Note: This is not about a knitting book! Knitting content will resume after this! Probably. My track record lately isn’t so good…
I want to take a little break from my usual knitting fare to talk about my friend Carrie Snyder‘s new book. I hope I can do it justice – I loved it, and I hope I can increase its exposure to my knitty friends.
Carrie recently published a book, her second, called The Juliet Stories A novel-in-stories, it’s a collection of short stories tied together through the main character, Juliet Friesen. The first half or so of the book takes place during Juliet’s childhood, when her family goes to Nicaragua to protest the American involvement in the post-revolutionary war there, and the second half features Juliet as a young adult, after her family returns to North America.
I have to say, I wasn’t sure at first how to approach this book – I’m not generally a lover of short stories. I recognize that they are meant to show you a snapshot in time, rather than tell a whole story, but I guess something about the geek in me needs a plot. Knowing that these were all short stories, I intended to read just one per day. Since I knew it wouldn’t read like a novel, I would just go slowly, one story at a time, and leave some space in between. However, I was surprised – I was hooked from the beginning. The fact that the stories all tie together gives me that sense of narrative, while at the same time giving me little snapshots of Juliet’s life. I ended up reading the whole thing in a few days rather than the couple of weeks it would have taken me if I’d stuck to plan A.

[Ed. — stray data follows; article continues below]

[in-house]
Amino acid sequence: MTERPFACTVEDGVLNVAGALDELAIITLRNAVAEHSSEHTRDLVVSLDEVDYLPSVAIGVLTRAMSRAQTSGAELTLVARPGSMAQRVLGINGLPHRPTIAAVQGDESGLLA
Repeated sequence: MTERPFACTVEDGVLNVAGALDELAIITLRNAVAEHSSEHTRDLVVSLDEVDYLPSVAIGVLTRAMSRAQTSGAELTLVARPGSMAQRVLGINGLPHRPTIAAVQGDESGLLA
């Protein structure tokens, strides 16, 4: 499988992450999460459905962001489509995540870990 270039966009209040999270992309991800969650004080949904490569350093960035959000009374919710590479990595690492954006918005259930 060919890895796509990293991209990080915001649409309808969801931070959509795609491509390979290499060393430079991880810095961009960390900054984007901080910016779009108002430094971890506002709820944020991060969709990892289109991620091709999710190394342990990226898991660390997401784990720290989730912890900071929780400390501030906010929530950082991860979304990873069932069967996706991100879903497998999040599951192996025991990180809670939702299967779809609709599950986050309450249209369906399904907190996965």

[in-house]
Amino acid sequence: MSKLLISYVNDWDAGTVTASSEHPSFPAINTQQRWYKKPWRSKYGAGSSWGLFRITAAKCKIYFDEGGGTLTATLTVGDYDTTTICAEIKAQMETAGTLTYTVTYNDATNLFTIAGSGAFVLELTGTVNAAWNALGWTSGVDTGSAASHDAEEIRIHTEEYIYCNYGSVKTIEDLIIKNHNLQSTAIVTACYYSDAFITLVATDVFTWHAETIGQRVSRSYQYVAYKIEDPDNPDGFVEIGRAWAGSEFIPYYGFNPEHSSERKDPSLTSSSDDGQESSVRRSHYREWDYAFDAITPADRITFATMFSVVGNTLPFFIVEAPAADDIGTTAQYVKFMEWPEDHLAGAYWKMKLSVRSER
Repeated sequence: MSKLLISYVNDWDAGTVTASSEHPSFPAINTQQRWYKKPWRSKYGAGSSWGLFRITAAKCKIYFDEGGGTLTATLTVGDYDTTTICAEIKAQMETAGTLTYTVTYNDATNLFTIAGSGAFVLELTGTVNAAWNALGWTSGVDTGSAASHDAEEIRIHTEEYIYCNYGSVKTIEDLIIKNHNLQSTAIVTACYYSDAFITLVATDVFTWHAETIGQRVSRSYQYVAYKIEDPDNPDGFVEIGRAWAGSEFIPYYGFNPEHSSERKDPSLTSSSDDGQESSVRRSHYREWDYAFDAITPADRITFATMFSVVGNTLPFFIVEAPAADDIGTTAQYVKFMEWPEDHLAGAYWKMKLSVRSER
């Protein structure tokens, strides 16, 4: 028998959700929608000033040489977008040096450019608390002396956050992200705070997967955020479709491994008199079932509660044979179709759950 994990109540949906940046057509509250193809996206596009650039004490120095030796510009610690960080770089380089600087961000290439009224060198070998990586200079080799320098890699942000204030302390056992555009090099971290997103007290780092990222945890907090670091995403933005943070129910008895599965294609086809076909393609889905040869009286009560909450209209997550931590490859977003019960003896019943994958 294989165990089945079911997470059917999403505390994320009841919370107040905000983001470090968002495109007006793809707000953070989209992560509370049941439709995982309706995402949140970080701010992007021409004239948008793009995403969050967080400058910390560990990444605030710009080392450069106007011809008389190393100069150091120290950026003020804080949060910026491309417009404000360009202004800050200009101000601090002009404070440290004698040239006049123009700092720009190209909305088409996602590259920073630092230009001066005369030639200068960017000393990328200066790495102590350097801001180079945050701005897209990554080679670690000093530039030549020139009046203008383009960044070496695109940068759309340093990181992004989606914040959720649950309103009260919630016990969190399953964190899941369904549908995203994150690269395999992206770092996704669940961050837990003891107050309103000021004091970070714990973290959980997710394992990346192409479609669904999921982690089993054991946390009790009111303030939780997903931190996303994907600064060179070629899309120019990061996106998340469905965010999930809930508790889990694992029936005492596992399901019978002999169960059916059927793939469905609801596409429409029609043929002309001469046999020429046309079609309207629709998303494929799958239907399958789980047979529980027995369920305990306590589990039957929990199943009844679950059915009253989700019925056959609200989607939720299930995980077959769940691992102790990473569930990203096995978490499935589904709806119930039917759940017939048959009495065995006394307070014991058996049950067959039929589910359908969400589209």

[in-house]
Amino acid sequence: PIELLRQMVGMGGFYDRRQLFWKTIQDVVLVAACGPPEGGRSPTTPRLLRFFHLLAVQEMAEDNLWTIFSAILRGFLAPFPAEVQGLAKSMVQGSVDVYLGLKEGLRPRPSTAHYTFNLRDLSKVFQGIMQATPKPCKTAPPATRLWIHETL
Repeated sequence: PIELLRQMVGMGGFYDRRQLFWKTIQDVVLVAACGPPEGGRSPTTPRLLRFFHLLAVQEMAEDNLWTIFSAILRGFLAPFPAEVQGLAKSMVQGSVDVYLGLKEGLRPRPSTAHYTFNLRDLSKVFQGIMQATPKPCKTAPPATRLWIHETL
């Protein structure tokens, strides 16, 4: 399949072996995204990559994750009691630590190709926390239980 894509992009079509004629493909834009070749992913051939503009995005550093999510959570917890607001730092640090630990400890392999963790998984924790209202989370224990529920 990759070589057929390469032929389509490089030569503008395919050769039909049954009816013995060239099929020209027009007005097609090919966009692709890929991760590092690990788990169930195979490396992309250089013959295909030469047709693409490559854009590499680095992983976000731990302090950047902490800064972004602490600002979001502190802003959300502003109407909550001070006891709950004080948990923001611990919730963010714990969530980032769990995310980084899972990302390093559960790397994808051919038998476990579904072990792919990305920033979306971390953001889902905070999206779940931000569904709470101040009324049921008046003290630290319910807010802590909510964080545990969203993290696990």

Carrie’s forte is creating mood. She sets a tone in her stories, and I can feel it for a long time after I’ve put the book down. I felt this most at the beginning, during Juliet’s childhood. Those stories, told from the point of view of a child, convey a sense of timelessness. A world full of conflict and turmoil, both external to her family bubble and within it, which Juliet is trying understand. Time seems to stretch on. The world is just happening around her, and she’s navigating through it. As Juliet gets older, the stories happen at a faster pace, the world around comes into sharper focus and time seems to move more quickly. This rings true – even though my childhood was nothing like Juliet’s, that is how I remember it – a blur in which bits memories stand out in sharp focus.
The high point of the book for me was one particular story, The Four Corners of a House, near the middle, where the narrative style takes a detour and other voices join Juliet’s for a little bit. This chapter is pivotal, marking a turning point for the Friesens. It left me heartbroken. And a little in awe.
I hope you have the opportunity to read it – and I look forward to seeing more of Carrie’s writing soon!